Some people have a burning desire to write but I'm not one of these types, at least not yet. I get an idea for a story and draft it out and then I might put it aside for a time. I could never be a freelancer or journalist. It's just not in me and I recognize that. But I keep going back to the stories I draft out and build on them, growing them from a few lines or a paragraph to a complete story.

I'll probably never make writing a full time career but I respect those who can clear that hurdle. It's a high bar to jump. I'll be happy to have a few short stories published every year and perhaps a novel or two someday. Then again, that first 'acceptance letter' might just be enough to turn up the flame and I'll feel the glow the more accomplished of this craft bask in.

Judg
01-29-2007, 05:15 AM
In my mind, to become a writer, you have to complete things. A file full of half-written stories does not a writer make.

To be a professional writer, you have to sell what you write.

This year I intend to become a writer. And if I am very lucky, a professional one. And if I am exceedingly lucky, a writer who makes a living at writing.

At this point, the most I would claim is being an aspiring writer.

In the past I was a musician and songwriter. I was never professional and had no aspiration to become professional, so I never entered it on a tax form. But I really played a real instrument, wrote and completed real songs and performed them with other real musicians and played them to real audiences. I wouldn't have called myself a musician while I was still learning to play, or a songwriter before I'd composed a song I was willing to play to an audience. I was still just aspiring... (is that a better term than wannabe?)

Silver King
01-29-2007, 05:43 AM
To be a professional writer, you have to sell what you write.
Maybe. And perhaps that's the benchmark.

But you can still write wonderfully without noted publication in your lifetime (Emily Dickenson) and paint timeless canvases that only your brother would buy (Van Gough).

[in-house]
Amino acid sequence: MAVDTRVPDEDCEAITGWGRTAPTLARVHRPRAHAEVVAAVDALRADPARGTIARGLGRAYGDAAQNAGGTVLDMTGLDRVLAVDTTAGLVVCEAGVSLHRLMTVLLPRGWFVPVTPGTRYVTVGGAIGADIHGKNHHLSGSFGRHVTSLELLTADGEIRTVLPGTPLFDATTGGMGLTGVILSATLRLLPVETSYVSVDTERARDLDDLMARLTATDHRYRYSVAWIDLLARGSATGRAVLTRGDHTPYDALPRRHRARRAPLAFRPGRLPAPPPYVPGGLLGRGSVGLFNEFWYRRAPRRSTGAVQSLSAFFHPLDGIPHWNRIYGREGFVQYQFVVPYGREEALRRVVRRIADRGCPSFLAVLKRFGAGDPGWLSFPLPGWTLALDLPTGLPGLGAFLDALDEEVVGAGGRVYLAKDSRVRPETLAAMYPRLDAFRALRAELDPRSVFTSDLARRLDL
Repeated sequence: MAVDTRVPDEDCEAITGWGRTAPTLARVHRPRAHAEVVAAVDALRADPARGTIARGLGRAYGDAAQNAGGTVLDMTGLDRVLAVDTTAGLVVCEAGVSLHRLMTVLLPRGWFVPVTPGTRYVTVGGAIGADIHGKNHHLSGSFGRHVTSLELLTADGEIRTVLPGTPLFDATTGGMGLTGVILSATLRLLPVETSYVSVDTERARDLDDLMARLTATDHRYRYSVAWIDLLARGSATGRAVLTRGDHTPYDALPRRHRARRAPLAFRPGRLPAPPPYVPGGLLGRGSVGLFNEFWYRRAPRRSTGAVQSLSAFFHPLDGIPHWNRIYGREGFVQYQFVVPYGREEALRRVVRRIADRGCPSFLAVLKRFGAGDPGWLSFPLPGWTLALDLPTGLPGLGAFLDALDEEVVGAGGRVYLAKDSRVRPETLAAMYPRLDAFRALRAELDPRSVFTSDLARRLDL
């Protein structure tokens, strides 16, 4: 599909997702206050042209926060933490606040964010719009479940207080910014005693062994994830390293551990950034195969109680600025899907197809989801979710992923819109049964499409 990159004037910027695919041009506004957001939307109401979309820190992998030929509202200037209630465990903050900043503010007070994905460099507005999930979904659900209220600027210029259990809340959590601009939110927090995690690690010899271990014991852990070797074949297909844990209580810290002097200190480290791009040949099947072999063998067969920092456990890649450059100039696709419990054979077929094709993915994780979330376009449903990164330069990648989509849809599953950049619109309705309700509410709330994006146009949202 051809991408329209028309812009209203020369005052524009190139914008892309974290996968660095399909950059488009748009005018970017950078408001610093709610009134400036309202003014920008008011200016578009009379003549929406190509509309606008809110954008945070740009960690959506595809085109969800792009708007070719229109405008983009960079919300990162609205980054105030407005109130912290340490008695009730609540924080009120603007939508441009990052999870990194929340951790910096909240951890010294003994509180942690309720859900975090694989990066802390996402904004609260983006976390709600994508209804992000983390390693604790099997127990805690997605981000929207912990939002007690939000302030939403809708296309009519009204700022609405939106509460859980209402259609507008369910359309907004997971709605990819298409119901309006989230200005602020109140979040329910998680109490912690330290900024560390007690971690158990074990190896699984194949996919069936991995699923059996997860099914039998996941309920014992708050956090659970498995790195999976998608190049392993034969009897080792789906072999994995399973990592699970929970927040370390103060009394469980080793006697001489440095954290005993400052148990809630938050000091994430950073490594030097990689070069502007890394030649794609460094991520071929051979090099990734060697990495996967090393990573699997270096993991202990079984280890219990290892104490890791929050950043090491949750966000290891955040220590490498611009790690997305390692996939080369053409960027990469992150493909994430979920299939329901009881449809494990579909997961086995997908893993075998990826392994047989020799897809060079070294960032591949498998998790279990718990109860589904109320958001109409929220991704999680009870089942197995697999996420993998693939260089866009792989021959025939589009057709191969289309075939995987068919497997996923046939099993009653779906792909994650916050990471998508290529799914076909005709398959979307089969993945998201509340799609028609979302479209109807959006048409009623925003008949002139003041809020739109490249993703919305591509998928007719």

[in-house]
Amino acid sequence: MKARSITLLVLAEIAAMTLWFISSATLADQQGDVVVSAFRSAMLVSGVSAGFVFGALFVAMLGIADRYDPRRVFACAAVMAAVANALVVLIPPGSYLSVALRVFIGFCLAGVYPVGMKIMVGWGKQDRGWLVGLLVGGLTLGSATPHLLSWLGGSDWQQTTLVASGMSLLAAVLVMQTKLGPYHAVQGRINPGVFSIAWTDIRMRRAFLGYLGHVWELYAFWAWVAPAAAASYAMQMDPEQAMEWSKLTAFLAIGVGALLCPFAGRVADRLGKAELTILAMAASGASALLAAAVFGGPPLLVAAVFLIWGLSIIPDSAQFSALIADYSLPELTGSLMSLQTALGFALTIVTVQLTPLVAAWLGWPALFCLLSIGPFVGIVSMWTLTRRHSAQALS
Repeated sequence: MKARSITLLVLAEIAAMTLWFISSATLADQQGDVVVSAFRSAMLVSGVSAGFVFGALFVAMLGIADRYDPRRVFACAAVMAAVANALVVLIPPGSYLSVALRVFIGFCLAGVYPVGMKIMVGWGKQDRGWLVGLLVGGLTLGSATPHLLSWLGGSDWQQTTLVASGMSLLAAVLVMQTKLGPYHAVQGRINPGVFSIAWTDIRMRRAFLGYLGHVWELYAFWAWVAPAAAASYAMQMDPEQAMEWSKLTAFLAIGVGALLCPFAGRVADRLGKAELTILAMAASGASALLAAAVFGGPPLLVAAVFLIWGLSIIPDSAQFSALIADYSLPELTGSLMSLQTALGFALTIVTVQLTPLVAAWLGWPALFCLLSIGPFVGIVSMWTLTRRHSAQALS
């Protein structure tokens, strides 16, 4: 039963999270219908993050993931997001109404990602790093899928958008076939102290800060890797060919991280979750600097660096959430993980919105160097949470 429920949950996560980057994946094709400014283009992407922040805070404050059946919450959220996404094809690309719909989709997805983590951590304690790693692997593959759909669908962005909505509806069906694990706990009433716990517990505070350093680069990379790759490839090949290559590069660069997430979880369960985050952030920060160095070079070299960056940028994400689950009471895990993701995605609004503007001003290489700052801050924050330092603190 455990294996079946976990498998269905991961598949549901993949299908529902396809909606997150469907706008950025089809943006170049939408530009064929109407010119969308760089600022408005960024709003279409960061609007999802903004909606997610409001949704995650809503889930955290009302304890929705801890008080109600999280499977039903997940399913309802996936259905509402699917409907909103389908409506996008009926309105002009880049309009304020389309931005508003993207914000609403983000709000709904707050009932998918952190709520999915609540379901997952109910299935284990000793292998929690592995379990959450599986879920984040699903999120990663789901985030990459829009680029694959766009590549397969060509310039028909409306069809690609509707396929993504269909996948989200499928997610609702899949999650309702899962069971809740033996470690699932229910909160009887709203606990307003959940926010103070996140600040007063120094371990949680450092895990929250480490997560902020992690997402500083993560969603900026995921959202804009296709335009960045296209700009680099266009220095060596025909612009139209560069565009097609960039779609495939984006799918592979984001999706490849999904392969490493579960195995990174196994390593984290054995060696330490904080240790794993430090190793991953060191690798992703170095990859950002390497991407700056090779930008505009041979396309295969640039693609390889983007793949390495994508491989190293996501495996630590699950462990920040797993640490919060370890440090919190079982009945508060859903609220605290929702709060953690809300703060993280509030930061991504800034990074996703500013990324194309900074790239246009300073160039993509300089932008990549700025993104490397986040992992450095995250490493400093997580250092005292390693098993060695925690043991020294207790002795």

Some people write without a strong desire for publication. I do.

Siddow
01-29-2007, 05:58 AM
To be a professional writer, you have to sell what you write.


I've been paid. To me, that's not enough to say, "I'm a pro."
I am, however, a writer. AND a wannabe.
I wannabe more.

Jamesaritchie
01-29-2007, 06:00 AM
What do you think separates the writers from the wannabes?

Wannabe writers talk about writing, and may even write every great once in a while, if the mood hits them, or if there's nothing else to do.

Gonnabe writers actually carve out time to write, no matter what. They have a goal, they have a solid work ethic, and they practice BIC almost daily.

A wannabe writer and a professional writer have nothing in common. A gonnabe writer is a professional writer who just hasn't been paid yet.

Dixie
01-29-2007, 06:17 AM
I have no idea if Im a real writer or a wannabe writer but I think Siddows post hit the nail on the head as well as Jamesaritchie's post.

I know I like to write, and I try to carve out time to do it everyday. Not just blogging, or goofing off on forums, but actually doing the act of writing; pen to paper. I have filled up a notebook over the last three to four weeks. Tomorrow I will go out and purchase another notebook. I don't know if I will ever be published and I honestly don't care if I am or if I'm not. I do know I want to get better at it regardless of who reads it or who doesn't.

So as Siddow said -

I wannabe more.

Silver King
01-29-2007, 06:18 AM